The initial post states:
The shape of DSD shells is more tapered from throat to surface than the Wula shells which are quite square from throat to surface drums are quite square from throat to surface.
I would say that it is the other way around, at least with regards to Guinea djembes. In general, DSD's Guinea djembes have a definite squared-off-V-shape. Some of Wula’s Standard and Classic model drums tend towards this shape somewhat, in variying degrees, but our higher end Artist and Special Piece models have distinctly more tapered, fuller form bowls; with our Select model being somewhere in between.
The squared off V shape can help a beginner/intermediate to achieve more distinct slaps, but at some expense of tone quality. A more tapered, fuller bowl offers a wider acoustic spectrum, richer undertones, and therefore a more intricate "voice"; which is exactly why we developed this form in our higher end djembes. More experienced players have more developed technique, which allows them to get the most out of this type of drum. To see examples, check the links below:
http://wuladrum.com/store/index.php/cPa ... /2a/page/1
http://wuladrum.com/store/product_info. ... cts_id/699
I have written a short essay on Guinea djembe form and history, for the Djembefola forum, which has been on hold for weeks because I haven't had the time to cap it off and edit it. James (site moderator) has encouraged me to finish and submit the essay, so I will do so this weekend and get it posted. I believe it will help to dispel some of the myths that have been circulating.
Last week I was looking through DSD’s site and found the following information:
Characterized aesthetically by their relatively straight design, djembes of Guinea have primarily retained the traditional Maninka features. While other countries choose to create djembes of deeper tone, Guinea is constantly moving towards a "tighter" sound. Through the combination of a more squared off bowl and a relatively small throat opening, these drums easily produce a powerful slap while maintaining a full range of tone and bass.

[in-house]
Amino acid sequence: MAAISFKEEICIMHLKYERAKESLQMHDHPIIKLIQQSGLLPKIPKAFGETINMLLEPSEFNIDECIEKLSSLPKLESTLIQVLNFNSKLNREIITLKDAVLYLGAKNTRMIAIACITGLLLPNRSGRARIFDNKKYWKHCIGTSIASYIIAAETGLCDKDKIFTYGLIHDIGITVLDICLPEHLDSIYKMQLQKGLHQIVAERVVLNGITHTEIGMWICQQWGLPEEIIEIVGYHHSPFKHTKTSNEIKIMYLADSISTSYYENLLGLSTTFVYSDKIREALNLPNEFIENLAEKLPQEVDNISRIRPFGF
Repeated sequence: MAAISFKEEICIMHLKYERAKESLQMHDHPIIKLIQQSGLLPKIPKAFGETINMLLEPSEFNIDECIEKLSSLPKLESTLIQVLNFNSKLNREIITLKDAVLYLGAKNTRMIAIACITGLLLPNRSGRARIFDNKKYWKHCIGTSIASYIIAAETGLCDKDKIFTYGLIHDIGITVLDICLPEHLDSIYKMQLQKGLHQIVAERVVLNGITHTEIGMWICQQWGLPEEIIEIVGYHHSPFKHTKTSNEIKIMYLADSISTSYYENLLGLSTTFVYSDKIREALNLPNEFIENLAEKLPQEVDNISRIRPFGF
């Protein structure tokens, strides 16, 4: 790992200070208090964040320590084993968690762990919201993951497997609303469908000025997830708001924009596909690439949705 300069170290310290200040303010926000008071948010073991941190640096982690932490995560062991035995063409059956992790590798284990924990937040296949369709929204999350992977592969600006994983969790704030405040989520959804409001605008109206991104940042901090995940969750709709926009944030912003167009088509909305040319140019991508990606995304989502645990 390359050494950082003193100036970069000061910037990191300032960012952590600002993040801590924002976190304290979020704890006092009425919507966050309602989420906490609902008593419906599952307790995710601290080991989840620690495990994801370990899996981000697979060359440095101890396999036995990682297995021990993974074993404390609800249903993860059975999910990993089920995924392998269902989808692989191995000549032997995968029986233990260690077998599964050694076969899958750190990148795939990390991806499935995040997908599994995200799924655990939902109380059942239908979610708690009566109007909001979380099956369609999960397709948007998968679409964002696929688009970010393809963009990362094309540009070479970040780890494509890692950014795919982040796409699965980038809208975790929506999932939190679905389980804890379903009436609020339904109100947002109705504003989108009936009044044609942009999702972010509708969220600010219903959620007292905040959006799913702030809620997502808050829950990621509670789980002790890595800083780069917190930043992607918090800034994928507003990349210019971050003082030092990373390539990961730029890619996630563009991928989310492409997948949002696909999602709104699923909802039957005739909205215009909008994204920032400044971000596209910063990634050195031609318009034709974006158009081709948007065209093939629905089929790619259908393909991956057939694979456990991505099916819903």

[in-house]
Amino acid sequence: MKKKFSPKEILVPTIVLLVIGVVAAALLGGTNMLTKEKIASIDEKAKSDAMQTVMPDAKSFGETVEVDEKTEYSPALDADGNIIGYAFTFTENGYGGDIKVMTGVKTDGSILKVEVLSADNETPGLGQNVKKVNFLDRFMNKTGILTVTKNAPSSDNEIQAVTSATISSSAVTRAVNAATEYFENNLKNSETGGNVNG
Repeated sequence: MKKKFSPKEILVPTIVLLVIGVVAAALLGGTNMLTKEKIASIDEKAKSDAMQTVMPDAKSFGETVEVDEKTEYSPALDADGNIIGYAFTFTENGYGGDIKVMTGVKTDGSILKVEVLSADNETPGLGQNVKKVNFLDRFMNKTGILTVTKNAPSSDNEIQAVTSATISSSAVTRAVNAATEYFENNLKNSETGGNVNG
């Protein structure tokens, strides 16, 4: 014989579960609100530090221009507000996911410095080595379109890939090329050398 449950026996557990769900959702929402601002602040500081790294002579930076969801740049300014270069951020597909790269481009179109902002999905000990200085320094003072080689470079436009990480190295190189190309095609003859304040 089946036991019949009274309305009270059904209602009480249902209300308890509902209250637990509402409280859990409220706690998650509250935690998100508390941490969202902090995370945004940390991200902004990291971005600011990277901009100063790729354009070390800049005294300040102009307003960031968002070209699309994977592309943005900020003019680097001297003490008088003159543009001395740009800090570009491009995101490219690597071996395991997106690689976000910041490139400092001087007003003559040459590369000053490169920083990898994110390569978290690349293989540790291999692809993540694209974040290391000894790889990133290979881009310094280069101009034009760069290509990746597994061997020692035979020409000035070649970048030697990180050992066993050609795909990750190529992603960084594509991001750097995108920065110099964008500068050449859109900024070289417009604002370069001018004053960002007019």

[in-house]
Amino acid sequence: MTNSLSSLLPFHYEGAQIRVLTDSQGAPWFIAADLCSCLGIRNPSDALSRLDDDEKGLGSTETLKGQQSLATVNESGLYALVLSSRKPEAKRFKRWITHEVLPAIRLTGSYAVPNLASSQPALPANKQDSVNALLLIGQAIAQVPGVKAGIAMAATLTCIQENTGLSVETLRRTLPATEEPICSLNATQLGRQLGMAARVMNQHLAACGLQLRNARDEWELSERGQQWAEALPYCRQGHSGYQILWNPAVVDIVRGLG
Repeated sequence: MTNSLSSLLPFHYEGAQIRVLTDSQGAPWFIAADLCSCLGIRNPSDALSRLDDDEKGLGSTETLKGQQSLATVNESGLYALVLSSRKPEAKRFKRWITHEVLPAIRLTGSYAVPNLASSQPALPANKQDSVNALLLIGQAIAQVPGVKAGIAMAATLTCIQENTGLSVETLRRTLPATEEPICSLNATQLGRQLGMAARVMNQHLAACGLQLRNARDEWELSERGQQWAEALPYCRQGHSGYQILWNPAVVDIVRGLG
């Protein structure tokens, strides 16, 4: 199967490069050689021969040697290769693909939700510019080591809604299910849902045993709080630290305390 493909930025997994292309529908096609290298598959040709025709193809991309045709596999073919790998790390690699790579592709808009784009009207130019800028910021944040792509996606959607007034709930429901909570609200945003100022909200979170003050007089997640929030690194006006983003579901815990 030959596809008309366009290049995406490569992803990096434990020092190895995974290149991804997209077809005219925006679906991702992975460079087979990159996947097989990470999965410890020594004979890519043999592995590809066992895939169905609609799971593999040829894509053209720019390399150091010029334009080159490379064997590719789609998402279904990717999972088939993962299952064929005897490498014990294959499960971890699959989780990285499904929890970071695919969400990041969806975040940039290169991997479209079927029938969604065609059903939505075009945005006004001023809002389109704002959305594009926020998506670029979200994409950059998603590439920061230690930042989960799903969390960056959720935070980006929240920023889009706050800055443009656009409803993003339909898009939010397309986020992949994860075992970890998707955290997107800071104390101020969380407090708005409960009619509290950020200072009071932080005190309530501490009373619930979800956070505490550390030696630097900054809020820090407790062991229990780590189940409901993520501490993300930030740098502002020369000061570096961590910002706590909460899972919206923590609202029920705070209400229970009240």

It is true that Guinea has moved toward the straight sided V shape form, but it is due to economization in the carving process and cost cutting, rather than considerations of sound. Also, this move has taken place over the past 30 years, approximately, and especially over the past 15. The traditional shape of the Malinke (Maninka) Guinea djembe was actually an extreme bowl shape, and not the straight sided shape V shape. Also, these tighter form djembes do not
maintain as full of a range in tone and bass.
Not to say that DSD is knowingly putting out misinformation, because very few people know the true history of the Guinea djembe form; and from my understanding, DSD’s main experience is with Mali drumming and drums (nice form on their Mali djembes, btw). Also, to be fair, the other day I discovered an error on our site regarding wood vs. carving (in relation to acoustics) which I need to correct, so we are guilty as well.
This is an interesting thread and I hope that it develops. I can go on forvever about djembe form and carving. This weekend I will finish up my essay and post it, along with photo examples. One note of interest; about four years ago I purchased a very old djembe shell from a Guinean family, which they had passed down from generation to generation. The original owner (their ancestor) had been an important and celebrated djembe master. A large chunk of the stem had broken off and they felt that they could no longer keep the shell without it receiving more damage. It is a perfect example of the earlier form, and if I can get Galen at our shop in Brooklyn to snap and email a photo of it to me this weekend, then I will include it with the essay.